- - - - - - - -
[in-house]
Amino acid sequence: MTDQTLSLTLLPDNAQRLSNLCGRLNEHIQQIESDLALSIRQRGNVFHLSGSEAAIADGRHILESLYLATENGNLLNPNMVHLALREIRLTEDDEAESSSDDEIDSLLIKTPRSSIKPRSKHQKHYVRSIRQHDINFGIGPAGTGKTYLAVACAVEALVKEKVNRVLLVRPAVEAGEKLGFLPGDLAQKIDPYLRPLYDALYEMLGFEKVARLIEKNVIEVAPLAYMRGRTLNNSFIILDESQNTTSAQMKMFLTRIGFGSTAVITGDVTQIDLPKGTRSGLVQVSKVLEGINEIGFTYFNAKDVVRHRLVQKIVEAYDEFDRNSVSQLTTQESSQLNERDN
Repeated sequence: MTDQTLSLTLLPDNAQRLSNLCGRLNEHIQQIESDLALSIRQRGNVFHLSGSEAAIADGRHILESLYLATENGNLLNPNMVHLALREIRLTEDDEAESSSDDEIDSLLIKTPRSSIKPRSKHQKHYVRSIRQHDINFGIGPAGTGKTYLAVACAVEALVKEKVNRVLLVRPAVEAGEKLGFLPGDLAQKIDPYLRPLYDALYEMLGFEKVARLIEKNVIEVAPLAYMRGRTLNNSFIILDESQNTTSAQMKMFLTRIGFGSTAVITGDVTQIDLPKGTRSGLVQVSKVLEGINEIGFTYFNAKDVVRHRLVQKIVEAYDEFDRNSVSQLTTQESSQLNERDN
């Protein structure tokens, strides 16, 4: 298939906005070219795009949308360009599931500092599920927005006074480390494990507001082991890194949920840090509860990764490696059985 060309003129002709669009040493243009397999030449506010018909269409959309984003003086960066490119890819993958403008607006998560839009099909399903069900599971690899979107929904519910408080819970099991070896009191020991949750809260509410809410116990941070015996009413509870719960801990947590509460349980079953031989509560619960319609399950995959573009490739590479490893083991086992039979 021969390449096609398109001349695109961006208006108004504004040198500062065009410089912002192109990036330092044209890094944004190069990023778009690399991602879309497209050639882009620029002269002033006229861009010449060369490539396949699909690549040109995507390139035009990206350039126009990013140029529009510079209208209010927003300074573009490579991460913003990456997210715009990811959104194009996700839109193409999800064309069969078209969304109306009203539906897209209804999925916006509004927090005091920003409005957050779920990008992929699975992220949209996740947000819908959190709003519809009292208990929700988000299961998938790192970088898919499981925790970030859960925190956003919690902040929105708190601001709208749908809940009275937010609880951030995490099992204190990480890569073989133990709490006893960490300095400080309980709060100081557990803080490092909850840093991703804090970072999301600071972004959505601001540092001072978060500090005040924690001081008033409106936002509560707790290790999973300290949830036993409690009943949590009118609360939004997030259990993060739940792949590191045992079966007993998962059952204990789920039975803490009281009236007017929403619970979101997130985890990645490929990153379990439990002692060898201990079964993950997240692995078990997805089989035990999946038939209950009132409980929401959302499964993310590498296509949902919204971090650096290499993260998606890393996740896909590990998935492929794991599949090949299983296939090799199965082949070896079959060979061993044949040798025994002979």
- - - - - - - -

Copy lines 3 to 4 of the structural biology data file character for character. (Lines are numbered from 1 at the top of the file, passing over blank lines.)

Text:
Repeated sequence: MTDQTLSLTLLPDNAQRLSNLCGRLNEHIQQIESDLALSIRQRGNVFHLSGSEAAIADGRHILESLYLATENGNLLNPNMVHLALREIRLTEDDEAESSSDDEIDSLLIKTPRSSIKPRSKHQKHYVRSIRQHDINFGIGPAGTGKTYLAVACAVEALVKEKVNRVLLVRPAVEAGEKLGFLPGDLAQKIDPYLRPLYDALYEMLGFEKVARLIEKNVIEVAPLAYMRGRTLNNSFIILDESQNTTSAQMKMFLTRIGFGSTAVITGDVTQIDLPKGTRSGLVQVSKVLEGINEIGFTYFNAKDVVRHRLVQKIVEAYDEFDRNSVSQLTTQESSQLNERDN
């Protein structure tokens, strides 16, 4: 298939906005070219795009949308360009599931500092599920927005006074480390494990507001082991890194949920840090509860990764490696059985 060309003129002709669009040493243009397999030449506010018909269409959309984003003086960066490119890819993958403008607006998560839009099909399903069900599971690899979107929904519910408080819970099991070896009191020991949750809260509410809410116990941070015996009413509870719960801990947590509460349980079953031989509560619960319609399950995959573009490739590479490893083991086992039979 021969390449096609398109001349695109961006208006108004504004040198500062065009410089912002192109990036330092044209890094944004190069990023778009690399991602879309497209050639882009620029002269002033006229861009010449060369490539396949699909690549040109995507390139035009990206350039126009990013140029529009510079209208209010927003300074573009490579991460913003990456997210715009990811959104194009996700839109193409999800064309069969078209969304109306009203539906897209209804999925916006509004927090005091920003409005957050779920990008992929699975992220949209996740947000819908959190709003519809009292208990929700988000299961998938790192970088898919499981925790970030859960925190956003919690902040929105708190601001709208749908809940009275937010609880951030995490099992204190990480890569073989133990709490006893960490300095400080309980709060100081557990803080490092909850840093991703804090970072999301600071972004959505601001540092001072978060500090005040924690001081008033409106936002509560707790290790999973300290949830036993409690009943949590009118609360939004997030259990993060739940792949590191045992079966007993998962059952204990789920039975803490009281009236007017929403619970979101997130985890990645490929990153379990439990002692060898201990079964993950997240692995078990997805089989035990999946038939209950009132409980929401959302499964993310590498296509949902919204971090650096290499993260998606890393996740896909590990998935492929794991599949090949299983296939090799199965082949070896079959060979061993044949040798025994002979």